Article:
Can the 3DS answer back to the iPhone?

The Nintendo 3DS has a large 3D screen, but has it done anything to answer back to the threat of Apple's growing iOS gaming platform?

Recently, Nintendo's Satoru Iwata claimed that Apple was now the company's main competitor in the handheld gaming arms race, not Sony. This year's E3 seemed to confirm that observation, as Sony largely backburnered the PSP while Apple's recent WWDC was a veritable celebration of the iPhone 4 and its upcoming game partnerships, including FarmVille.

The landscape has changed drastically since the Nintendo DS launch back in 2004. That year, a smartphone basically consisted of a BlackBerry or a Palm Treo. iPods just received color screens and still couldn't play video. The PSP didn't exist. The DS was an oasis to kids and those looking for portable entertainment.

Is the 3DS actually an appeal to hard-core gamers instead of casual ones? Josh Lowensohn/CNET

Now, of course, a slim iPod Touch can offer numerous forms of entertainment, cheaply gotten. Moreover, many kids we know have started requesting iPod Touches instead of Nintendo DSes as their systems of choice.

We wondered a few weeks ago what Nintendo could do to bring excitement back to the DS platform , and the 3DS announcement at E3 has answered a few of our wishes. Unfortunately, however, not all of them.

The 3DS has added motion controls to its handheld, much like the iPhone 4 already has. A larger screen is more ideal for movies, and indeed Nintendo has announced future partnerships with Disney and others for kid-friendly 3D movies.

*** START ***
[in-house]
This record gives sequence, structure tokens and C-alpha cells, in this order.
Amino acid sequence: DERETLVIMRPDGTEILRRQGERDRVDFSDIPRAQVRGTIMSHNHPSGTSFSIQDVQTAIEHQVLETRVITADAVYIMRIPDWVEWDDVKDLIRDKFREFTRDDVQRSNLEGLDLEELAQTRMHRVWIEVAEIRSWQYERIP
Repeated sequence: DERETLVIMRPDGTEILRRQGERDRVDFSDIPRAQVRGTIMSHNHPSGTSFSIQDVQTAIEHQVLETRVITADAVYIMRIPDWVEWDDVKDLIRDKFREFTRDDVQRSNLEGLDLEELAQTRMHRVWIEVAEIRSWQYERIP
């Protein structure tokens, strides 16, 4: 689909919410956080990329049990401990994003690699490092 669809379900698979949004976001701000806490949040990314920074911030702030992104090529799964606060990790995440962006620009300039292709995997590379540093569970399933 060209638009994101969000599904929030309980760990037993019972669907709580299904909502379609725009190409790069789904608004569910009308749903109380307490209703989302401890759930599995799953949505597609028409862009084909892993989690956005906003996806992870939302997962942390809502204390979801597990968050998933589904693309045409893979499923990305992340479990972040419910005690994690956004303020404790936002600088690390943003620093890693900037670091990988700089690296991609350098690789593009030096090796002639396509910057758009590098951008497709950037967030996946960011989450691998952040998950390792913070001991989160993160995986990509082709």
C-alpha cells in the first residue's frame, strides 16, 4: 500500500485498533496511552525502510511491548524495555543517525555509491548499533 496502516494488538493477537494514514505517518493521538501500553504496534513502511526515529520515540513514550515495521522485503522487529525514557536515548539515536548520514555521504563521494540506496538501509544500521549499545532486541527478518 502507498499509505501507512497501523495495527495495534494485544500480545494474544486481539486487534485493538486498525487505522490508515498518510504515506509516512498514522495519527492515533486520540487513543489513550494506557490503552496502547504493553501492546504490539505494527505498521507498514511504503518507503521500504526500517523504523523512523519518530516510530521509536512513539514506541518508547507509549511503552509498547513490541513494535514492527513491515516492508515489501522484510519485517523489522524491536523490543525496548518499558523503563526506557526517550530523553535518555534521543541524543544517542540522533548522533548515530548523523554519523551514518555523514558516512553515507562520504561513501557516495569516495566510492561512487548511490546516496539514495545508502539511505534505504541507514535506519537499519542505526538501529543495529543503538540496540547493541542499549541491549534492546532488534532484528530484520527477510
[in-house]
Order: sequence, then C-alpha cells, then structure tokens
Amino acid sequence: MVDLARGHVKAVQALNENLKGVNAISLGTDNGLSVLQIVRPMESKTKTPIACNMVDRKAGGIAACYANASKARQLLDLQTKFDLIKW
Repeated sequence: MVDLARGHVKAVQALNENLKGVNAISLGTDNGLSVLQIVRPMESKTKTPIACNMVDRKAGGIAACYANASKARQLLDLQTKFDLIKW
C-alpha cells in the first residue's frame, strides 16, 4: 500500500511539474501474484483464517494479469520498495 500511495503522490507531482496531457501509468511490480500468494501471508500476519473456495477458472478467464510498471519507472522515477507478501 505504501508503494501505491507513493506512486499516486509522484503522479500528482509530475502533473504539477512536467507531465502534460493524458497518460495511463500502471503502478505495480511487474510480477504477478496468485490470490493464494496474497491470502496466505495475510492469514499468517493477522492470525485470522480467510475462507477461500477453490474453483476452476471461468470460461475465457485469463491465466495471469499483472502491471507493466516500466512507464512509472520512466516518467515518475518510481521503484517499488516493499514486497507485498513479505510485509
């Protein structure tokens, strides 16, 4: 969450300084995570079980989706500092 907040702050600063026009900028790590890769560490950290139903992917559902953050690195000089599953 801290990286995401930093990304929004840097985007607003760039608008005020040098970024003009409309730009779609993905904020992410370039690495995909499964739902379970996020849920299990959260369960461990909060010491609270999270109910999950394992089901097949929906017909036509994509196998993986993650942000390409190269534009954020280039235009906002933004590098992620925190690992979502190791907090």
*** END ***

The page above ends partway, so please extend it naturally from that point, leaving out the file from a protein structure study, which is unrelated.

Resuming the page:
That top 3D screen, which doesn't require glasses, is a tech trick the iPhone can't pull off yet, and might be enough of a "gee-whiz" concept to push the DS back into the cool kids' toy pile. In a surprise move, Nintendo also added a 3D camera built-in. 3D tech is still really more of a gimmick than a necessity, but isn't interactive entertainment half novelty anyway?

Another key feature on the 3DS, made apparent by a demo of launch game Kid Icarus, are updated internal graphics. They seemed at first glance to push the 3DS to a graphic quality somewhere between the N64 and GameCube, and certainly are a far leap from the blocky 3D look of current DS games.

Unknown at this moment are pricing or a release date for the 3DS and its games. Will games and movies be more affordable than they are in the App Store? That's unlikely. Another large unaddressed concern is Nintendo's inability to transfer games from one DS to another, or even redownload deleted games. If the 3DS is as "DSi compatible" as Nintendo says, there will have to be an easier way to install and manage software.

With an analog stick and its larger screen, the 3DS actually seems like more of a nod to classic gaming than a pathway to casual games. Maybe that's Nintendo's new strategy to compete with Apple, because Apple's casual gaming library is far better right now than Nintendo's might ever be. Perhaps the days of selling Sudoku and Brain Age cartridges are over; maybe Nintendo is realizing that its greatest assets are its "core" games, not its casual ones. The 3DS does look like a marked improvement over the existing DSi, but it's still an old-fashioned game system next to next-gen devices running Android and iOS. Maybe that's good for parents, but for kids it might not be enough.

For other hopeful future improvements to Nintendo's game plan, check out our recommendations below.

 

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